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Thomas J. Manton (November 3, 1932 – July 22, 2006) was a Democratic congressman. He represented the 9th and 7th Congressional District of New York.

Contents

1 Life and career 2 See also 3 References 4 External links

Life and career[edit] Thomas J. Manton was born in New York City
New York City
and of Irish descent. He attended private Catholic schools, before entering St. John's University, from which he earned his LL.B.
LL.B.
degree. Manton served in the United States Marine Corps
United States Marine Corps
during the Korean War. Prior to entering politics, Manton held several jobs. He was a New York City Police Officer from 1955 to 1960, and he then became a marketing executive for IBM. In 1964, Manton began to practice law privately. He joined the law firm of Manton, Sweeney, Gallo, Reich & Bolz in 1999; and practiced law under that name until his retirement. He was elected to the New York City
New York City
Council in 1970, and served until 1984. Manton ran in the Democratic primary for what was then the 9th District in northern Queens
Queens
in 1978, following the retirement of 30-year incumbent James J. Delaney. However, he lost to assistant Queens
Queens
County district attorney Geraldine Ferraro. When Ferarro gave up her seat to join Walter Mondale's presidential ticket, Manton jumped into the Democratic primary for the seat. In a hotly contested primary, he defeated Clifford Wilson, Walter Crowley and Gloria D'Amico before narrowly defeating Republican Serphin Maltese in the General Election. He was reelected six more times from this district without serious difficulty. Manton was elected Chairman of the Democratic Organization of Queens County in 1986, succeeding John Sabini who had served as the interim Chairman following the suicide of Donald Manes. Manton quietly retired from the Congress in 1998, having already filed for and circulated petitions for re-election. He withdrew on the last day it was legally possible to do so and arranged for his chosen successor, State Assemblyman Joseph Crowley, to replace him on the ballot. Crowley wasn't aware of this until Manton phoned him to tell him his name would be on the general election ballot. Crowley won the election and still holds the seat.[1] Manton continued to serve as the Party Chairman to the date of his death (Crowley now holds that post as well). Tom Manton was the first major party chairman in the nation to endorse Bill Clinton for President in 1992. As the Co-chairman of the Ad Hoc Committee on Irish Affairs in the United States Congress he was instrumental in obtaining a visa for Gerry Adams to travel to the United States.[citation needed]As a member of Congress Mr. Manton served as a member of the House Energy Committee and was a subcommittee chairman of the House Government Operations Committee that supervised the Capitol Police. His last vote in the House was to vote against the impeachment of President Bill Clinton. He lived in the Queens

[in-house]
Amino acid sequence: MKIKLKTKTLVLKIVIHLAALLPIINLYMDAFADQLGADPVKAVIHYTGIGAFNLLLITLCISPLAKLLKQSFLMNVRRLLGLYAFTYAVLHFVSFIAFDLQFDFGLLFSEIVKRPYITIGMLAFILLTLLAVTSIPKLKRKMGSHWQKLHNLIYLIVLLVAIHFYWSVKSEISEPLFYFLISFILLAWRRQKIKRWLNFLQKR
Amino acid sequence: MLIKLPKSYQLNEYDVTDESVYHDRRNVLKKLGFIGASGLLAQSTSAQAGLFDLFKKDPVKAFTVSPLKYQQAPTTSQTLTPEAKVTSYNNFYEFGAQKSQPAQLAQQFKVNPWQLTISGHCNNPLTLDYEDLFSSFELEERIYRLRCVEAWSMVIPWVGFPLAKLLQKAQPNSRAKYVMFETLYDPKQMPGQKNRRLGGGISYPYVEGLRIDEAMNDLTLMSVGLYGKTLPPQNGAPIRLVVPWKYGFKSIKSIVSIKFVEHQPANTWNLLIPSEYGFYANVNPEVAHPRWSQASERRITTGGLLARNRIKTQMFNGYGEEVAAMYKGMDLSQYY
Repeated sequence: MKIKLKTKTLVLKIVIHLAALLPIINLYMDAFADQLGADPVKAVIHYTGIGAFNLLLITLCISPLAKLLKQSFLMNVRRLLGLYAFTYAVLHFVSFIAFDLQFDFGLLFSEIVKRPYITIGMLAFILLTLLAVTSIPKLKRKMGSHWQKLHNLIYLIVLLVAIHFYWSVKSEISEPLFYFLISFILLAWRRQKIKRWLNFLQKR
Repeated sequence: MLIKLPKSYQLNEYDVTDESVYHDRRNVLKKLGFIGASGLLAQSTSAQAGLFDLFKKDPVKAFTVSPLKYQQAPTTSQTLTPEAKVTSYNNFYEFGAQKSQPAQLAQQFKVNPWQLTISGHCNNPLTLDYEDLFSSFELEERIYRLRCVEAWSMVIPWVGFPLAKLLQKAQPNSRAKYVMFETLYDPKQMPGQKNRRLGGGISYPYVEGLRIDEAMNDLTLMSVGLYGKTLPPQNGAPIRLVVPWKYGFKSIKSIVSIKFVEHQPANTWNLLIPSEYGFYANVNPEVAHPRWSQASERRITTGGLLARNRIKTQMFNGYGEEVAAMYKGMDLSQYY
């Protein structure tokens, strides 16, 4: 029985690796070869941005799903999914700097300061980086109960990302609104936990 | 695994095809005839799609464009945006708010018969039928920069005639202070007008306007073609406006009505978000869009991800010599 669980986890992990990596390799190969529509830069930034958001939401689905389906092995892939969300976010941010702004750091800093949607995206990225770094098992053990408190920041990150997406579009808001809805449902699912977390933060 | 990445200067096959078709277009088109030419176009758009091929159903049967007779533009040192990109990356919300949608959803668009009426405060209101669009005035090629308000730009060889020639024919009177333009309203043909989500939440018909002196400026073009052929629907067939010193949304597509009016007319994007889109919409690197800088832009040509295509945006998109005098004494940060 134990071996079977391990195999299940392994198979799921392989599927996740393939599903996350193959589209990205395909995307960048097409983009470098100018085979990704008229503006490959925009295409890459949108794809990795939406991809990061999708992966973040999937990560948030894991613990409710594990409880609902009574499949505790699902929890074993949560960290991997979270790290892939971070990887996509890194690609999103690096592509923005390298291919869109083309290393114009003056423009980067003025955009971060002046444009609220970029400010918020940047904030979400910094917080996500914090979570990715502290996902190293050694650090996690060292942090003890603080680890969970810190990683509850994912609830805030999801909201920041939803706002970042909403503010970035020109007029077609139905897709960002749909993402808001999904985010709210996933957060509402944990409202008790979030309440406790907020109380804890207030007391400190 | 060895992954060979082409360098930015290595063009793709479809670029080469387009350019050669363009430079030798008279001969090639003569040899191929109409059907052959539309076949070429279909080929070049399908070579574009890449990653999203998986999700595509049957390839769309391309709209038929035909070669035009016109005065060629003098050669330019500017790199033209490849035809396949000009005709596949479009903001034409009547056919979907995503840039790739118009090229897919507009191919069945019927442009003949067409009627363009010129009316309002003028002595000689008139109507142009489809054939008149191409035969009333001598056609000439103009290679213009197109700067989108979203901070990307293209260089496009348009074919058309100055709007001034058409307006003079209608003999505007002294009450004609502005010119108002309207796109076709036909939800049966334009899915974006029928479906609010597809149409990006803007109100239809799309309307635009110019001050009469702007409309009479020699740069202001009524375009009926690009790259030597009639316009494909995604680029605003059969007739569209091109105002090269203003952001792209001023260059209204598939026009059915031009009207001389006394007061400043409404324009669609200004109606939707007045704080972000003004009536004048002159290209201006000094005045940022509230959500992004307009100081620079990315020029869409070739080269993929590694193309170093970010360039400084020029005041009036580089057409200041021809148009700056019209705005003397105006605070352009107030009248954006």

Queens
neighborhoods of Woodside, later moving to Sunnyside, and finally to Astoria. Thomas Manton died on July 22, 2006, following a battle with prostate cancer. The Thomas J. Manton Post Office in Woodside, New York was named in his honor after his death. Also a 20 block stretch of Queens
Queens
Boulevard in Queens, New York City
New York City
was renamed Thomas J. Manton Boulevard.[2] See also[edit]

Biography portal United States Marine Corps
United States Marine Corps
portal

References[edit]

"Thomas Manton, former congressman from New York, dies", Newsday, July 23, 2006 " Thomas J. Manton Dies; Ex-Congressman Was 73", by Sewell Chan, July 23, 2006, New York Times Congressional Biographical Directory

^ "Many Foes May Struggle To Replace Rangel". The New York Sun. August 4, 2006. Retrieved November 11, 2014.  ^ http://www.qgazette.com/news/2009-04-29/features/002.html

External links[edit]

United States Congress. " Thomas J. Manton (id: M000117)". Biographical Directory of the United States Congress.  Appearances on C-SPAN

Political offices

Preceded by Robert Berman New York City
New York City
Council, 12th District 1970–1973 Succeeded by Michael DeMarco

Preceded by William C. Thompson Sr. New York City
New York City
Council, 21st District 1974–1985 Succeeded by Walter McCaffrey

U.S. House of Representatives

Preceded by Geraldine Ferraro Member of the U.S. House of Representatives from New York's 9th congressional district 1985–1993 Succeeded by Charles E. Schumer

Preceded by Gary L. Ackerman Member of the U.S. House of Representatives from New York's 7th congressional district 1993–1999 Succeeded by Joseph Crowley

Party political offices

Preceded by John Sabini Chairman of the Queens
Queens
County Democratic Organization 1986–2006 Succeeded by Joseph Crowley

Authority control

WorldCat Identities VIAF: 68007237 LCCN: n88027685 US

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